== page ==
Let's examine the world in terms of systems. Systems work because all of their individual mechanisms perform the functions they are supposed to perform. If there is some guiding principle that says the responsibility of each component is to help ensure the grand system works as best as possible, then the system will maintain itself just fine. However, let's say each component works for the sake of itself and the functioning of the system of a whole is just a consequence of each component pursuing its own self interest. It's not too difficult to derive that when parts of the system acknowledge that they can pursue their best interests in opposite of the system's overall interest, that those components will and the system is not as stable. The continuation of the system is no longer necessary based upon the rules that have been established.

You say freedom is a good thing and that calling it irrational is rather silly, but you offer no facts or numbers to support that. Defense of freedom is very valuable at times, very detrimental at others. It is up to a cold, dispassionate calculation to discern which. Blind defense of freedom is irrational, and I think I can cite plenty of examples to prove that. You, on the other hand, don't cite examples for your defenses. When freedom detracts or impedes from the better-functioning of the larger system, it becomes a vice.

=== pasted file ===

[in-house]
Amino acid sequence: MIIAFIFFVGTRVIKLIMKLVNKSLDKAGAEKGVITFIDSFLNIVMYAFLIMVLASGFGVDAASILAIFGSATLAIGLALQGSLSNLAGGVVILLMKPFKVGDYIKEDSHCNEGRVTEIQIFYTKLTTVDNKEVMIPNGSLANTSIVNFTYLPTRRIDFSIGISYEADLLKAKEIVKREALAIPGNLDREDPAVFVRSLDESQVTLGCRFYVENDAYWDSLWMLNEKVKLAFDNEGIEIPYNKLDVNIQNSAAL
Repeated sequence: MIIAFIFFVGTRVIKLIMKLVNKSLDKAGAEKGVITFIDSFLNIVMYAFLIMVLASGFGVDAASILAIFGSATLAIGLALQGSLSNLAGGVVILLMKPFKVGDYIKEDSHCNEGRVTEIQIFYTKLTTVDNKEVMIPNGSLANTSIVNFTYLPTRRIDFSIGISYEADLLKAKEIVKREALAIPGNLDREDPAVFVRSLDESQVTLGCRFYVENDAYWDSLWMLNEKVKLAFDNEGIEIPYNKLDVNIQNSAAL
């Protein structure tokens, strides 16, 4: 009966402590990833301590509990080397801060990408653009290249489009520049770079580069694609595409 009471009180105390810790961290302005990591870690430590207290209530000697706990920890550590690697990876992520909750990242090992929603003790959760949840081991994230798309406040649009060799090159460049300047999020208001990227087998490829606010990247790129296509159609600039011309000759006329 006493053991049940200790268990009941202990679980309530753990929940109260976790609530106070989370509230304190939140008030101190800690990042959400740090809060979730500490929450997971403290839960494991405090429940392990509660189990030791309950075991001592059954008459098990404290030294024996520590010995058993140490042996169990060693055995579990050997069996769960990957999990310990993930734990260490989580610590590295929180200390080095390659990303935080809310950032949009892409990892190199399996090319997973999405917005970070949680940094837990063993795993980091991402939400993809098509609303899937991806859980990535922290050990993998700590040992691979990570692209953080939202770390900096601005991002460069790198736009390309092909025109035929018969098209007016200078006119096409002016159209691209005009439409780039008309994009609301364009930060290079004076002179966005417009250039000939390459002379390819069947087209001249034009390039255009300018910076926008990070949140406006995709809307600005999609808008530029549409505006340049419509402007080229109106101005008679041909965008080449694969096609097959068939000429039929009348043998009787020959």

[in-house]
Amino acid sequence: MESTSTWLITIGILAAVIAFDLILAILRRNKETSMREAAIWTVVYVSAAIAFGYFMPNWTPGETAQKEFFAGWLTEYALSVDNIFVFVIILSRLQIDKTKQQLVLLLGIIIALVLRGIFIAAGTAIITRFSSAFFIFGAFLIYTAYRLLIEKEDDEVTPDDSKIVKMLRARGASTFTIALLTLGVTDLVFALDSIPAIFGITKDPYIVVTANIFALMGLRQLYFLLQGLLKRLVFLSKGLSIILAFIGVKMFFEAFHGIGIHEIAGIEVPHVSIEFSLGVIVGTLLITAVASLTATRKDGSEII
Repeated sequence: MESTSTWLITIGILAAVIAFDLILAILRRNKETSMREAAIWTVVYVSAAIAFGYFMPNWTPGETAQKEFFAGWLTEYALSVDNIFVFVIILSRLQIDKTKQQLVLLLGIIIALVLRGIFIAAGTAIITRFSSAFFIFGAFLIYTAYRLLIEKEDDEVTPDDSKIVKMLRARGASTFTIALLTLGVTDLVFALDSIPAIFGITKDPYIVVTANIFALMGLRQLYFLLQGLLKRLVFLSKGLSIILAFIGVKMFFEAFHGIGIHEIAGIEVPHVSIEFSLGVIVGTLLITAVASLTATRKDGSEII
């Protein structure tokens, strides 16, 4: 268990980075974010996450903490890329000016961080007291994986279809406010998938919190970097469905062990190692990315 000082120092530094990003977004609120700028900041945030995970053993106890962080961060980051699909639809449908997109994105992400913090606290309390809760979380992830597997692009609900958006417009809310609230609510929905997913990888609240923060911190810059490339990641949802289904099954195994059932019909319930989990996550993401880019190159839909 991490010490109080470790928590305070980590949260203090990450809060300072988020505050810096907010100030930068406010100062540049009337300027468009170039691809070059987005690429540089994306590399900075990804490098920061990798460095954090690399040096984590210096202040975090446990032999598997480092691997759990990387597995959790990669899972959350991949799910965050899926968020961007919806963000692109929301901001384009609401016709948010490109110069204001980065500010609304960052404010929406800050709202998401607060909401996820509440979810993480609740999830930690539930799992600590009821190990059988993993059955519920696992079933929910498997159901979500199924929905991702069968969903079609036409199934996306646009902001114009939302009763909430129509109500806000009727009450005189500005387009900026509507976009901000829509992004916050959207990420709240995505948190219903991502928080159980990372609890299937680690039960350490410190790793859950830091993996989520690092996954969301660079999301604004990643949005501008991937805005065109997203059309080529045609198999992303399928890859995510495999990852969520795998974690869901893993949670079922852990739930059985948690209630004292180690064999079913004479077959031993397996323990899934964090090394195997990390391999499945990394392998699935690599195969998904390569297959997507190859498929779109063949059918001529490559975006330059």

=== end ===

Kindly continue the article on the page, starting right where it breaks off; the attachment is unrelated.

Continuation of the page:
Utilitarianism works so long as people follow the rules that get established and follow the cold calculations even when they don't serve their own interests. If they don't and don't constantly act in the image of the "greater good", they are not utilitarian at all. So the "corrupted leaders" you are assuredly use a "greater good" mask for something else. Rather, I would think they would fall more in-line with the rules of your philosophy. Given that much power, why shouldn't they pursue things out of self-interest? What consequence to themselves could they incur that would make it not in their own interest? In my theory, that person would be forced to take the weight of the suffering he would cause into account and that would assuredly make "self-interest" obsolete.

For the record, fields of science, medical research, and mathematics are prime examples of how "humanitarian" people can be, so that's not a good example. Most scientists know they will never win a Nobel. Most don't get jobs at prestigious universities. However, they still spend 10 years of their life getting a PhD and work in academic research for much less pay then they can get in industry programming computers or designing automobile components. I would say "for the betterment of the world" is a philosophy championed by many in these fields.